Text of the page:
On Wed, 3 Nov 1999, John Curry wrote:
> Does anyone know how to set up two printers for a desktop?
Well I'll try and help on this one, but true understanding of unix
printing is, I suspect, an occult art.
> 'lisa' (using --printer, is this a true switch or an environment variable?)
> seems to set up one printer with two entries, 'ps' with a filter and 'lp'
There are a number of mechanisms at play here. Actual output to the
physical printer is managed by the printer daemon *lpd*, it performs
two main functions;
1. spooling print jobs to avoid device contention. each logical printing
device will have a directory under /var/spool/lpd where temporary
data files and control files are stored
2. applying limited page formatting to output; this is largely
controlled through the *printcap* file in /etc
lisa has therefore created a spool dir and added a printcap entry
for your chosen printer (probably *lp*). This is typically setup as a
"raw" device operating as above. The *ps* printer is defined to
function as a generic PostScript printer especially for printers
which have no native PS support. To achieve this, print jobs are
filtered through an external program before being dumped to the
physical printer. Often, with a filter such as *apsfilter*, this is
achieved by ghostscript (*gs*) which has built-in printer
definitions for most lasers, inkjets and epson-compat. dot matrix
printers. Control of this device is mostly done by amending the
calls to *gs*
> without (in /etc/printcap). No printer names. When I put in the second
> printer the original is commented out and a new filter is installed
> replacing the original filter. Resolution and paper change too. Needless
> to say the two printers require different settings.
lisa is possibly designed to maintain only a single printer attached
to your system. The addition of a second printer you will have to do
manually. The extra printcap entries can probably be uncommented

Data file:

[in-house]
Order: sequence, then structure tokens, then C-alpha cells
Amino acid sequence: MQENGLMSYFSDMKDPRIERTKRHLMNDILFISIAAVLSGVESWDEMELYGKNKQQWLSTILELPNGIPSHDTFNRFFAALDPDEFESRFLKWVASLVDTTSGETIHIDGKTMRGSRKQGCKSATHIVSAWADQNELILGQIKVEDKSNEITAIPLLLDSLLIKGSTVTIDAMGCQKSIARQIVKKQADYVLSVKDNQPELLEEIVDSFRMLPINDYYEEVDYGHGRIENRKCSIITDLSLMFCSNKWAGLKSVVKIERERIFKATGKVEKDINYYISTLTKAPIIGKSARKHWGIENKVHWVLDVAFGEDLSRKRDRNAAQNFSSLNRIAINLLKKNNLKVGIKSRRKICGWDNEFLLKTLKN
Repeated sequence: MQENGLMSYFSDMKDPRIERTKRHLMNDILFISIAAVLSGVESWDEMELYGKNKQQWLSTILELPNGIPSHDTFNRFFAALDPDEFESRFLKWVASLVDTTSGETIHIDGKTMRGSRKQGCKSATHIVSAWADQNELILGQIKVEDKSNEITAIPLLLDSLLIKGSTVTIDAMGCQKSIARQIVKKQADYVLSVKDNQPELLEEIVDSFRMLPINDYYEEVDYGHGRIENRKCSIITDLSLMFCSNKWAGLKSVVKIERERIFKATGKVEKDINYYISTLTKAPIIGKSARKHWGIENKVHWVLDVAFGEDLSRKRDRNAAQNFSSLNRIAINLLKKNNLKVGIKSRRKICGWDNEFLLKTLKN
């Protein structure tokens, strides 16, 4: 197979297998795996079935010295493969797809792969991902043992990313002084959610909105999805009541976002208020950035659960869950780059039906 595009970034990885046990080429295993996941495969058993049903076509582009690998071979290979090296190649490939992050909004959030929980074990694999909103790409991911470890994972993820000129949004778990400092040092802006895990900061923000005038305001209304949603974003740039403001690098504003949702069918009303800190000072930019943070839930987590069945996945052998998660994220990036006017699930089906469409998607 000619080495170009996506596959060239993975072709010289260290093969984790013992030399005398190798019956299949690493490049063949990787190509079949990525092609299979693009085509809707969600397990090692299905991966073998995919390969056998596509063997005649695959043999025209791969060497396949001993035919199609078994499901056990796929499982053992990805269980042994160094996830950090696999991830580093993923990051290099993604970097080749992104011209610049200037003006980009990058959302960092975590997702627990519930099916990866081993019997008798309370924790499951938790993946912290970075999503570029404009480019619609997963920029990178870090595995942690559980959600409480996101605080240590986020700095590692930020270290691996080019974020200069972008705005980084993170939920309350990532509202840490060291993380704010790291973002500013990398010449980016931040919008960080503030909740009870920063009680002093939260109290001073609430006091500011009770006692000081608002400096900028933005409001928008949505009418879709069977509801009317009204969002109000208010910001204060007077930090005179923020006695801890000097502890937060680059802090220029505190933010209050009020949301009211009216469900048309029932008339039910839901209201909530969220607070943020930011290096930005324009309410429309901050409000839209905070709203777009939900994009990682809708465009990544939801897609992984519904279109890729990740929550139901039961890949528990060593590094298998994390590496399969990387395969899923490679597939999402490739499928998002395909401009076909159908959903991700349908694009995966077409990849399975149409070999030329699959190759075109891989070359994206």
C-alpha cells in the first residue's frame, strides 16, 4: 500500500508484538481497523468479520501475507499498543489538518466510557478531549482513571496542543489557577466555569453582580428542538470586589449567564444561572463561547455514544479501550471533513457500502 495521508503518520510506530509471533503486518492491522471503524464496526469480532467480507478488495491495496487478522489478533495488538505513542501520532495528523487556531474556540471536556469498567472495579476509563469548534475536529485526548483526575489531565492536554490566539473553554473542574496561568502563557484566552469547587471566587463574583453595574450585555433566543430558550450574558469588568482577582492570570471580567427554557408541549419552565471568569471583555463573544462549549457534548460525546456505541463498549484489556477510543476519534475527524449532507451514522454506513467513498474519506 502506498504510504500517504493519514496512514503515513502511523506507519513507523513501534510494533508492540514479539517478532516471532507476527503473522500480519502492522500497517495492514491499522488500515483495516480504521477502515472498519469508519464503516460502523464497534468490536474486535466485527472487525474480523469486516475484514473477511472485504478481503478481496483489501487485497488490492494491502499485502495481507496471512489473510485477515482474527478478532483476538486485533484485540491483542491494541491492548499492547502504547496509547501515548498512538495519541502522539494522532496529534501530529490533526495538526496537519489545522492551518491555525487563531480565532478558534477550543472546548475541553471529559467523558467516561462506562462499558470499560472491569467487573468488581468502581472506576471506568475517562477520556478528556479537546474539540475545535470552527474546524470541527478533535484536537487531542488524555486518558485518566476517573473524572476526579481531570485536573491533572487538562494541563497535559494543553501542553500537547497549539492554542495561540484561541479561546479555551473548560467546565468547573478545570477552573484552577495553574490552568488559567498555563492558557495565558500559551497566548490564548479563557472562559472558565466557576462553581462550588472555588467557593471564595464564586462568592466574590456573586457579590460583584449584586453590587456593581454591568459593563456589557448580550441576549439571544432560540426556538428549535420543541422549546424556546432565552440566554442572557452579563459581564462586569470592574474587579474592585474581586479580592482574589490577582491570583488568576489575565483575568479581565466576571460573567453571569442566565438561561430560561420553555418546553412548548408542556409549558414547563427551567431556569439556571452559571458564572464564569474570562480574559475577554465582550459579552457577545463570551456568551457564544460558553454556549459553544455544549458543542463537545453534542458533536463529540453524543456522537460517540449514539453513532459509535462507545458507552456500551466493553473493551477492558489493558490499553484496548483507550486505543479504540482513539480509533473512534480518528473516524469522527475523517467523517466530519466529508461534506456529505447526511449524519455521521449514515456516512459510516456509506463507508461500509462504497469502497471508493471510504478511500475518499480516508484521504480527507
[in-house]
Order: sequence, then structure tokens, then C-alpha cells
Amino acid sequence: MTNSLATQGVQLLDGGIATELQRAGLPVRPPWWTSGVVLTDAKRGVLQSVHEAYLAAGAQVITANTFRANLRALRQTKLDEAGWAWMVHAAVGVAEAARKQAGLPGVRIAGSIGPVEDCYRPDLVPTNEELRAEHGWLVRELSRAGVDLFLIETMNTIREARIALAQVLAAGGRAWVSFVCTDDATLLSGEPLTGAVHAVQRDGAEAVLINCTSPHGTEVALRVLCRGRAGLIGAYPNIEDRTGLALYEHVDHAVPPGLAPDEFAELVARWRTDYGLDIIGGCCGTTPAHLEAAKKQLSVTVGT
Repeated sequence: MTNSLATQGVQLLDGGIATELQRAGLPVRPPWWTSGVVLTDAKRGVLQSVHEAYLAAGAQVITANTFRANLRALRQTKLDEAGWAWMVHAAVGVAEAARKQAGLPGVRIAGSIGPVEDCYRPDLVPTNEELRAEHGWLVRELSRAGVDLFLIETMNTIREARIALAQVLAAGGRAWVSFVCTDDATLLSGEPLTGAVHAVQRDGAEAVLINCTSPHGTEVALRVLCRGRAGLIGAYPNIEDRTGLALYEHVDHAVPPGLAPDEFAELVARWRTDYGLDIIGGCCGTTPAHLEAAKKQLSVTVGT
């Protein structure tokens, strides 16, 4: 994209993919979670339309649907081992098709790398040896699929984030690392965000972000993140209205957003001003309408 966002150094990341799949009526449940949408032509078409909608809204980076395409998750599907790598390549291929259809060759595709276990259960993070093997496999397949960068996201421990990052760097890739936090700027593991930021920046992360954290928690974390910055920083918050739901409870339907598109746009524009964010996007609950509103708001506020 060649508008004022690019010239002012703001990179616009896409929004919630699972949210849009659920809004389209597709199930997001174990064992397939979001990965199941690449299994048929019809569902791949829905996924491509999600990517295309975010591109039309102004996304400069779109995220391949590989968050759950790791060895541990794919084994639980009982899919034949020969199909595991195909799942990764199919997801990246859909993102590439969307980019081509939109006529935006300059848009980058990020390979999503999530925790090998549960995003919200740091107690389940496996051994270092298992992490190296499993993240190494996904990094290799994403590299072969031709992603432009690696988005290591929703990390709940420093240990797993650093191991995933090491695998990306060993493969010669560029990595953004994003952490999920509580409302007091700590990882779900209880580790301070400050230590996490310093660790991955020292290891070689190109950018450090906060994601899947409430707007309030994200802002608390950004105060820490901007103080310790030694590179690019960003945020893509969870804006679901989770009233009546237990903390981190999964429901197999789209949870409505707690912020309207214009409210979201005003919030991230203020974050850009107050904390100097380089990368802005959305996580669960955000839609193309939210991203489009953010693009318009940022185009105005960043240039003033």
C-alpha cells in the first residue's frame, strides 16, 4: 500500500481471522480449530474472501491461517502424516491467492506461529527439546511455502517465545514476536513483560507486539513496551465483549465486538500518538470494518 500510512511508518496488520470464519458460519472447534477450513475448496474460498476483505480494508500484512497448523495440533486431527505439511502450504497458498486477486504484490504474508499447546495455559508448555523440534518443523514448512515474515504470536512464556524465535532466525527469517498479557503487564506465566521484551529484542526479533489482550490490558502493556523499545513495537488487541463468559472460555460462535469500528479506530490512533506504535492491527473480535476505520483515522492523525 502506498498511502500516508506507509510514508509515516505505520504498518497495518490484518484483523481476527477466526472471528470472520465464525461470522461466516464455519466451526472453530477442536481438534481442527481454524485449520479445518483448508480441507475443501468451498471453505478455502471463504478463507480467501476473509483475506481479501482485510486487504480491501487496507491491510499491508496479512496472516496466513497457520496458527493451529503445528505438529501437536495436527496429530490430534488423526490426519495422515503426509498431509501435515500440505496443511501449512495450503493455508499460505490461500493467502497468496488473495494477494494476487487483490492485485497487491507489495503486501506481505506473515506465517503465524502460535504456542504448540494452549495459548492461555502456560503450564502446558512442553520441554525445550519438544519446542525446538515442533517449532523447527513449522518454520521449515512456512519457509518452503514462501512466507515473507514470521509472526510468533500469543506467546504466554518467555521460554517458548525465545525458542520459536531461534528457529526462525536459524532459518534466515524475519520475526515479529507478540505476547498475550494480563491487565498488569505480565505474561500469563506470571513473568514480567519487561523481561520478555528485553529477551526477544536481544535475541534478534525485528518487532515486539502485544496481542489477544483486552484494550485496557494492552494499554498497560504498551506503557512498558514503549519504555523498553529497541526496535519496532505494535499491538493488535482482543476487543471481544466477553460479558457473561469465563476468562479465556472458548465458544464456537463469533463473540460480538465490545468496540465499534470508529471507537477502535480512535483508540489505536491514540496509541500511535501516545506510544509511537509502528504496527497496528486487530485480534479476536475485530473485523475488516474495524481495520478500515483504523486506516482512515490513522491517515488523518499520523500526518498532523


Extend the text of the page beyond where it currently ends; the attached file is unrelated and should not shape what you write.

provided you change the device to /dev/lp1 instead of /dev/lp0. You
will need to ensure /var/spool/lpd/* directories are duplicated too
creating them if necessary. The Printing HOWTOs will probably help.
> Proper definition of non-printing areas is required for each (mainly top
> margin and perf skip for the nec, and all round for hp, bottom and top
Generally the definitions for the HP (set as A4) should be fine. The
wide-carriage NEC may need some work in both printcap and for the
filter (which may not be ghostscript). The printcap entries
will define physical dimensions but StarOffice will
normally output PostScript through a filter which means page
dimensions will also depend on StarOffice page margins and the
margins defined for the filter. Which will dominate may well depend
on your spooling package though I suppose as long as StarOffice
margins are within all the others it shouldn't matter.
> I also want to control headers etc. (A clean sheet must be provided for use
> by star office, to pick up my own standard footers).
Almost all of this is managed by StarOffice independent of lpd. You
can do this by using the */opt/Office51/bin/psetup* tool or whatever
it is for SO v5.1. This tool maintains a file
/opt/Office51/xp3/Xpdefaults as well as individual document
settings. Xpdefaults is worth a read to see what is going on though
*psetup* will do all you need - a users working copy of this file is
stored in ~/Office51/xp3. When printing generally, from any program,
output is piped to the lpd daemon with a command like *lpr